Cryptocurrencies inspire a lot of jokes these days, and it doesn’t help when Dennis Rodman shows up to the North Korean summit in a “Potcoin” t-shirt. But it’s fair to say that a class of serious investors aren’t kidding around about cryptocurrencies. In January, the total market capitalization of all cryptocurrencies reached roughly $800 billion, according to Coinmarketcap.com.
Cryptocurrencies apparently aren’t a laughing matter to the regulatory authorities in Washington, either. The U.S. Securities and Exchange Commission (SEC) announced on June 4 that Valerie A. Szczepanik, a 20-year veteran of Wall Street’s watchdog, had been appointed to a newly created senior advisory position focused on “emerging digital asset technologies and innovations, including Initial Coin Offerings and cryptocurrencies.” They’re calling her the “Crypto Czar”. (We actually prefer Crypto Szczar, but okay.)
The comments of SEC chief Jay Clayton in announcing Szczepanik’s hire indicate the feds are still trying to come to grips with the implications of cryptocurrencies for the global marketplace. “With her demonstrated skill, experience, and keen awareness of the importance of fostering innovation while ensuring investor protection, [Szczepanik] is the right person to coordinate our efforts in this dynamic area that has both promise and risk,” Clayton said.
Lately, the emphasis has been on the risk. South Korea’s Coinrail revealed this month that hackers stole an estimated $40 million of the exchange’s digital currency. Earlier in 2018, hackers boosted roughly $500 million from Coincheck Inc., a Japanese exchange. Crypto Aware estimates that a total of about $2.3 billion has been lost to cryptocurrency hacks and scams since 2011.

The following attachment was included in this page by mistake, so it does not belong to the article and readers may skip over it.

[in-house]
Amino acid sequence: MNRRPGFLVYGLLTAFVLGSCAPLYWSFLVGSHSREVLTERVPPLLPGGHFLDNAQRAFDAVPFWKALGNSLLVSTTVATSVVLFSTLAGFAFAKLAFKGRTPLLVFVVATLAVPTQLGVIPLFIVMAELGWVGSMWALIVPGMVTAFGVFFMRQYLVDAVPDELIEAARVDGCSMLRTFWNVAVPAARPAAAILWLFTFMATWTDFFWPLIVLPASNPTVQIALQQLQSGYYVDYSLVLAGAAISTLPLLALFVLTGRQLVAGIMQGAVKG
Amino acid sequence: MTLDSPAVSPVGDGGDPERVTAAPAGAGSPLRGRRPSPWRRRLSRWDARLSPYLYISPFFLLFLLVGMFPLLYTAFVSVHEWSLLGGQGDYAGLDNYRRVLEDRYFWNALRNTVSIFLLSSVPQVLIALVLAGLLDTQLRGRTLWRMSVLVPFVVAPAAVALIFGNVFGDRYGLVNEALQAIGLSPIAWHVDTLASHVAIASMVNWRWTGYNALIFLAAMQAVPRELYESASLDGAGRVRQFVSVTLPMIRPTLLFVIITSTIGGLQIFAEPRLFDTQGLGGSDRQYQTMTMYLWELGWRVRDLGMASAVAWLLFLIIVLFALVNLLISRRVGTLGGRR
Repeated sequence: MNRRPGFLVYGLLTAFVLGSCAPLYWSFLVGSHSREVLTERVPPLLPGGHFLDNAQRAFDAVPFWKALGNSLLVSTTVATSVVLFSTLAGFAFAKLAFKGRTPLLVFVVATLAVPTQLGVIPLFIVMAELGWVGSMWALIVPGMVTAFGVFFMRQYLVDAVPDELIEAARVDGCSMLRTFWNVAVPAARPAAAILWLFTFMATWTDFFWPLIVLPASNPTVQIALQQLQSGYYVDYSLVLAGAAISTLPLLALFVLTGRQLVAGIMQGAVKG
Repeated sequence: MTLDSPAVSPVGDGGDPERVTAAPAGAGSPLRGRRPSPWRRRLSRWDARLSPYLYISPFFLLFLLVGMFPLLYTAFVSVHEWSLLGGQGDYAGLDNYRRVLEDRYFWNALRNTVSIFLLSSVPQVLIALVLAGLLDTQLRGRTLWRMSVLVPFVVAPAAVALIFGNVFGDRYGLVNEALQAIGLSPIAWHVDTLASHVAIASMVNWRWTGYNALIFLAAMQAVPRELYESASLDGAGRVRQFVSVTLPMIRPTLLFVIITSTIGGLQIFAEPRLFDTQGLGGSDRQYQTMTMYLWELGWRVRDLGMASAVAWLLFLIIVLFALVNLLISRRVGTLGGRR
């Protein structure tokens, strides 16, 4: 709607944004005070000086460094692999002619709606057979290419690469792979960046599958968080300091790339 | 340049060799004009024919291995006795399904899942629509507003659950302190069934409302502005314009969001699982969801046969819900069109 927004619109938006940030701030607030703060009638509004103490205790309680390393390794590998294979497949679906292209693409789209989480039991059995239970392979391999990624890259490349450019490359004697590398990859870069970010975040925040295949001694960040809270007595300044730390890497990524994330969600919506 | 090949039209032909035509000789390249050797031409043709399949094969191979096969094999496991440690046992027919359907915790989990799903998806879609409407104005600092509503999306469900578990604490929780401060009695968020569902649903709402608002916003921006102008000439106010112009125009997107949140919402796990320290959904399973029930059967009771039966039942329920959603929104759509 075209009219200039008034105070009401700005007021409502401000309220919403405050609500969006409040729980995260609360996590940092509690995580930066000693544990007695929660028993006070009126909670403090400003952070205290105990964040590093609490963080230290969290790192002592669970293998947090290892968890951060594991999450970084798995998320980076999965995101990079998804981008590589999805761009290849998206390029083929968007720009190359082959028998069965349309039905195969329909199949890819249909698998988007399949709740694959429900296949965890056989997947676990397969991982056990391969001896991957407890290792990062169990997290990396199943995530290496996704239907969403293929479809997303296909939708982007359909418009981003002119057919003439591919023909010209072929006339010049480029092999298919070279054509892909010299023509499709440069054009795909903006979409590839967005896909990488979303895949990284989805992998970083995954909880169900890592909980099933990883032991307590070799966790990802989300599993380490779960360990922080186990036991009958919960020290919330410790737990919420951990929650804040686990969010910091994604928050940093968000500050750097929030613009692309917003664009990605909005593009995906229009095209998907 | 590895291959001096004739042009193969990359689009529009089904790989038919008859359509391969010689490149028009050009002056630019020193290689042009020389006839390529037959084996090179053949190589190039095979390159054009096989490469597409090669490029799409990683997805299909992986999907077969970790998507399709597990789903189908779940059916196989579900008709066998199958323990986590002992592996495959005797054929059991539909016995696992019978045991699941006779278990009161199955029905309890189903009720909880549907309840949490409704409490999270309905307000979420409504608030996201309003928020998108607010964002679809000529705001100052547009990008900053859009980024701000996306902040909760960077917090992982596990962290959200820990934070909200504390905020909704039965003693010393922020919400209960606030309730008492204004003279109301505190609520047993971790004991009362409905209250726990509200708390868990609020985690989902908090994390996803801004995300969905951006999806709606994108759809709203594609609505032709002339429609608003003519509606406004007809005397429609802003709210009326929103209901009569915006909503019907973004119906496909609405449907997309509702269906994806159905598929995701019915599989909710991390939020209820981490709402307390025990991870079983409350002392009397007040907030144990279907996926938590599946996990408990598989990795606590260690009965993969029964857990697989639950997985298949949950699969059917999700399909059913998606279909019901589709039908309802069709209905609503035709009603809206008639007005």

As Bloomberg’s Tim Culpan points out, the hacks reflect a classic moral-hazard situation. Banks and credit card companies vigilantly protect their customers’ funds against theft, because they have agreed to make customers whole for that kind of loss. Cryptocurrencies and cyptocurrency exchanges, by contrast, make no such promises. Consumers, blinded by the prospect of outsized returns, pile into cryptocurrencies despite the fact that losses from heists will come directly out of their pockets. With consumers bearing the brunt of those expenses, there’s little reason for the industry to invest in improving security.
To be fair, the recent hacks have impacted the crypto market as a whole. In the immediate aftermath of Coinrail’s announcement on June 10, the market value of cryptocurrencies fell more than $40 billion. The short-term selloff exacerbated a tailspin that saw cryptocurrencies’ total market cap slashed to about $300 billion, according to Coinmarketcap.com. Such a response indicates that the market may eventually reward crypto exchanges that provide enhanced security, which could motivate others to fall in line. For now though, the best hope for improved security in cryptocurrencies may be the “Crypto Czar”.
Szczepanik will assuredly be considering appropriate security standards for cryptocurrencies and how her agency might implement them in the near future. Because if the crypto industry wants to remain viable in the long run, investors and users will need to be convinced that its security isn’t a joke.